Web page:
When Sanford, Mang, and Reed talk about working “Below and Above the Line,” they are quick to point out that all work at all levels is of critical value when the efforts are concerted. The “Above the Line” work (improving and regenerating) is about bringing into existence a project’s, place’s or enterprise’s potential, finding its "essence." But that “Above the Line” work will surely fail if the everyday, “Below the Line” work of maintaining and operating is not taking place in support of it. Said another way, when “Below the Line” work is occurring without an “Above the Line” direction setting, it devolves into mere problem solving or “the putting out of fires,” and the higher-order potential of a project will fail to be realized.
So the regeneration of a project, entity, or place requires that (1) its essence/potential be understood and reached for by all those engaged with it and (2) all Four "Levels of Work" are taking place in harmony with one another.
Examples from our first Field Guide story, Grasslands, a custom cattle-grazing business that operates under holistic management principles, are illustrative.
The Grasslands ranchers face numerous challenges in operating and maintaining their business (“Below the Line” work). For example they must sometimes manage difficult ground level conditions caused by excessive rain, and in the early days had to run fewer herds of cattle than was optimal because they had not yet convinced enough ranchers to become their clients—they had not converted enough of them to the value of holistic management!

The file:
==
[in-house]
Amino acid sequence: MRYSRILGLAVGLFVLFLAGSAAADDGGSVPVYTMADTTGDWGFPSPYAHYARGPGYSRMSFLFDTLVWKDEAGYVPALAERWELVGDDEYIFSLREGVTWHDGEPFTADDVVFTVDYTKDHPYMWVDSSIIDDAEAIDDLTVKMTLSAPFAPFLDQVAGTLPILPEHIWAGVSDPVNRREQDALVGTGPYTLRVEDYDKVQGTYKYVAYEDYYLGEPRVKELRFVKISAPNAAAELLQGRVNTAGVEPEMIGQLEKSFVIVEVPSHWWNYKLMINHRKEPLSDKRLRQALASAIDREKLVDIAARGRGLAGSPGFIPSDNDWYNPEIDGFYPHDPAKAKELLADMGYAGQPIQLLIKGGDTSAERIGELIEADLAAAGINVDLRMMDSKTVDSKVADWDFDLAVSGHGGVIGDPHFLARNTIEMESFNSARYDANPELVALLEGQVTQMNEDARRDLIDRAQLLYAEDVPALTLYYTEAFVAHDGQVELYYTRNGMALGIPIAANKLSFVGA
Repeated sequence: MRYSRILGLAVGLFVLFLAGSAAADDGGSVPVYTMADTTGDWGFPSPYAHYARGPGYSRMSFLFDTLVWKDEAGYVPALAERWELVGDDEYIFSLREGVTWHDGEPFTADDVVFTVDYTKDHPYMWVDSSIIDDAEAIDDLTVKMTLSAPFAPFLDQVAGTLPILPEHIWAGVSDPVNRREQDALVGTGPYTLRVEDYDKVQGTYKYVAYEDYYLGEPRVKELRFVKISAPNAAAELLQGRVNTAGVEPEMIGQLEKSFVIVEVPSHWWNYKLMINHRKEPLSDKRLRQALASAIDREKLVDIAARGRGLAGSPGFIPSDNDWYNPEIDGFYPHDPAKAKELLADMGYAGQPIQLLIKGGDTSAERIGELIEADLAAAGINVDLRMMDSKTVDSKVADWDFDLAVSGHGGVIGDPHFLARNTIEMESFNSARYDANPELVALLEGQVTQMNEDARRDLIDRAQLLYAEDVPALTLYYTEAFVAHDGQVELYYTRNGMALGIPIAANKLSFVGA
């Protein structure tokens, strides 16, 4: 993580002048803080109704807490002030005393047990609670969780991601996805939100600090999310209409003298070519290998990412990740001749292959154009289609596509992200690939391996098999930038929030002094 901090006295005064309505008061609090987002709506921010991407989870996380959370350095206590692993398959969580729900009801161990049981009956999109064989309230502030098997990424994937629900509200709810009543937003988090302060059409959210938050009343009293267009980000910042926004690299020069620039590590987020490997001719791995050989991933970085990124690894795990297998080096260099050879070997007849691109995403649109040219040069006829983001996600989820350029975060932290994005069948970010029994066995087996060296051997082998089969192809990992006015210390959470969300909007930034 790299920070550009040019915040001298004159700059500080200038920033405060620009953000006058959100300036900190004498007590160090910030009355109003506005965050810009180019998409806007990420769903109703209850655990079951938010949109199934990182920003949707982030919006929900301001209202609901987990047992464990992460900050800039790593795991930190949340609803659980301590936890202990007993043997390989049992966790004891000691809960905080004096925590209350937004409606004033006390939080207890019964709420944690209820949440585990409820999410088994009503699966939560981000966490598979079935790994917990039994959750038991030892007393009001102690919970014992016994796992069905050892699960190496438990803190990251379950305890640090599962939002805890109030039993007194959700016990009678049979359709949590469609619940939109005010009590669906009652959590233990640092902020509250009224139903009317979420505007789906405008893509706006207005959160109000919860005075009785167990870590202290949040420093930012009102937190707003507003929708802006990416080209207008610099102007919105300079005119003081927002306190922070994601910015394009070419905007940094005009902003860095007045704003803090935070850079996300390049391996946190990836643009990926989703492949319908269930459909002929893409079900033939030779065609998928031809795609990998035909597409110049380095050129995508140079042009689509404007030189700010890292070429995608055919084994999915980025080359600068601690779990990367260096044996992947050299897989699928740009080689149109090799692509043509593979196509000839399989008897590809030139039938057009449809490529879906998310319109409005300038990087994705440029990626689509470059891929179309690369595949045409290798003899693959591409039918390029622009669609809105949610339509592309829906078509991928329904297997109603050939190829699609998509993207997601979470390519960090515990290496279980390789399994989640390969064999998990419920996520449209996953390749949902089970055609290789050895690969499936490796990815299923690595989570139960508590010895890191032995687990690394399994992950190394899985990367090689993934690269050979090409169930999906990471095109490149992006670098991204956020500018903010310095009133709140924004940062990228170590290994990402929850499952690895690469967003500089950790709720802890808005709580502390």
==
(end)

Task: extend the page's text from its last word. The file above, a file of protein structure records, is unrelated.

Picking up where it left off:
As a result the “Above the Line” work—improving the quality of forage—can sometimes proceed more slowly than anticipated. (Improving the health and biodiversity of forage is key to the success of holistic management of grasslands.) Nonetheless, one senses that the ranchers commitment to their work never wavers. That is because their "Below the Line" work is always deeply embued with a sense of the transformative potential of holistic management.
So, for example, as ranchers attend to their daily chores and challenges they are simultaneously engaged in “Above the Line” work as they seek, through observation, a deeper connection to the land. As rancher Zachary Jones explains, they are all the while gaining “knowledge and understanding of the ranch lands themselves.” They are getting to “know what's over the hill, how the streams behave, what reservoirs hold up well, what paddocks provide better and/or worse quality (in context to all paddocks), how our labor can better be deployed.”
Grasslands ranchers talk about their commitment to their work in inspired, almost lyrical terms. Rancher Brandon Dalton reports that his own “passion for conservation is deeply aligned with the examples he has seen of holistic management in action” and, he has always known that it was his life’s work “to pursue this direction.” He describes how holistic management enhances whatever it comes in contact with, and the positive energy that it unleashes: "By enhancing the financial potential of ranching, holistic management makes it more attractive for young people to come back to the ranch (or to get into ranching despite growing up in town). By enhancing the health of the land, people build genuine bonds with the land, and with others working under similar circumstances. Holistic management practitioners … create tremendous positive energy directed toward those in the community with whom they interact.”
If we listen closely we hear all Field Guide project participants speaking in what can only be called the language of regenerativeness. As they describe their engagement with their projects—from the most mundane task to conceptualizing their organizational structures—it is clear that their work is infused with a passionate belief in their project’s transformative potential. In other words, here is “The Levels of Work” framework of Regenerative Design truly "at work" in the world.
We will be taking a closer look at the language of regenerativeness as expressed in other Field Guide projects through this lens in upcoming blog posts.—Susan Arterian Chang